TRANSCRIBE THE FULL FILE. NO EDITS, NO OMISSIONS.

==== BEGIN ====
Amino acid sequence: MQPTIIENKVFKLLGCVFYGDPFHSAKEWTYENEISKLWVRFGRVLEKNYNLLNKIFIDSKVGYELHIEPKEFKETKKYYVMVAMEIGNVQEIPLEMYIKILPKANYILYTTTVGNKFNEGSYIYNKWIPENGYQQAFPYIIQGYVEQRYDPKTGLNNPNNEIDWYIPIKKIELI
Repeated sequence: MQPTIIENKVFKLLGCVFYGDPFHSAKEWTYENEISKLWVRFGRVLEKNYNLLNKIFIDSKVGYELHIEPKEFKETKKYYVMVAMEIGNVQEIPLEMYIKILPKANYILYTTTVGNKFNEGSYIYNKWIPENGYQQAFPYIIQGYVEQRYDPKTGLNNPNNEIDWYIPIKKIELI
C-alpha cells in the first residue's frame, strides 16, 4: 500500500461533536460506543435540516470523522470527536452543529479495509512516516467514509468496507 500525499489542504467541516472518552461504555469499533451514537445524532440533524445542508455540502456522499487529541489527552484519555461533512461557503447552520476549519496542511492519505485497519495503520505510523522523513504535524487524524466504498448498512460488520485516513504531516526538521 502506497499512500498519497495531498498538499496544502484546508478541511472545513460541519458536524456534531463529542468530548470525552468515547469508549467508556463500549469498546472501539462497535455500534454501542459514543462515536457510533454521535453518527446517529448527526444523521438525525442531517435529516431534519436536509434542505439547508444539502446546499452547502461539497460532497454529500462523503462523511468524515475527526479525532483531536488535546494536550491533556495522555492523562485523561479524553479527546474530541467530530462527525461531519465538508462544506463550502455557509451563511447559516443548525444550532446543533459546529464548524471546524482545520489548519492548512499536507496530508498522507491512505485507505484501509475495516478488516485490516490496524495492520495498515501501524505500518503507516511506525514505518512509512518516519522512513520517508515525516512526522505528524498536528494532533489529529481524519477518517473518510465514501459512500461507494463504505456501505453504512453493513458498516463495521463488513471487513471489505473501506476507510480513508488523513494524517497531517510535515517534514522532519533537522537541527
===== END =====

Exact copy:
Amino acid sequence: MQPTIIENKVFKLLGCVFYGDPFHSAKEWTYENEISKLWVRFGRVLEKNYNLLNKIFIDSKVGYELHIEPKEFKETKKYYVMVAMEIGNVQEIPLEMYIKILPKANYILYTTTVGNKFNEGSYIYNKWIPENGYQQAFPYIIQGYVEQRYDPKTGLNNPNNEIDWYIPIKKIELI
Repeated sequence: MQPTIIENKVFKLLGCVFYGDPFHSAKEWTYENEISKLWVRFGRVLEKNYNLLNKIFIDSKVGYELHIEPKEFKETKKYYVMVAMEIGNVQEIPLEMYIKILPKANYILYTTTVGNKFNEGSYIYNKWIPENGYQQAFPYIIQGYVEQRYDPKTGLNNPNNEIDWYIPIKKIELI
C-alpha cells in the first residue's frame, strides 16, 4: 500500500461533536460506543435540516470523522470527536452543529479495509512516516467514509468496507 500525499489542504467541516472518552461504555469499533451514537445524532440533524445542508455540502456522499487529541489527552484519555461533512461557503447552520476549519496542511492519505485497519495503520505510523522523513504535524487524524466504498448498512460488520485516513504531516526538521 502506497499512500498519497495531498498538499496544502484546508478541511472545513460541519458536524456534531463529542468530548470525552468515547469508549467508556463500549469498546472501539462497535455500534454501542459514543462515536457510533454521535453518527446517529448527526444523521438525525442531517435529516431534519436536509434542505439547508444539502446546499452547502461539497460532497454529500462523503462523511468524515475527526479525532483531536488535546494536550491533556495522555492523562485523561479524553479527546474530541467530530462527525461531519465538508462544506463550502455557509451563511447559516443548525444550532446543533459546529464548524471546524482545520489548519492548512499536507496530508498522507491512505485507505484501509475495516478488516485490516490496524495492520495498515501501524505500518503507516511506525514505518512509512518516519522512513520517508515525516512526522505528524498536528494532533489529529481524519477518517473518510465514501459512500461507494463504505456501505453504512453493513458498516463495521463488513471487513471489505473501506476507510480513508488523513494524517497531517510535515517534514522532519533537522537541527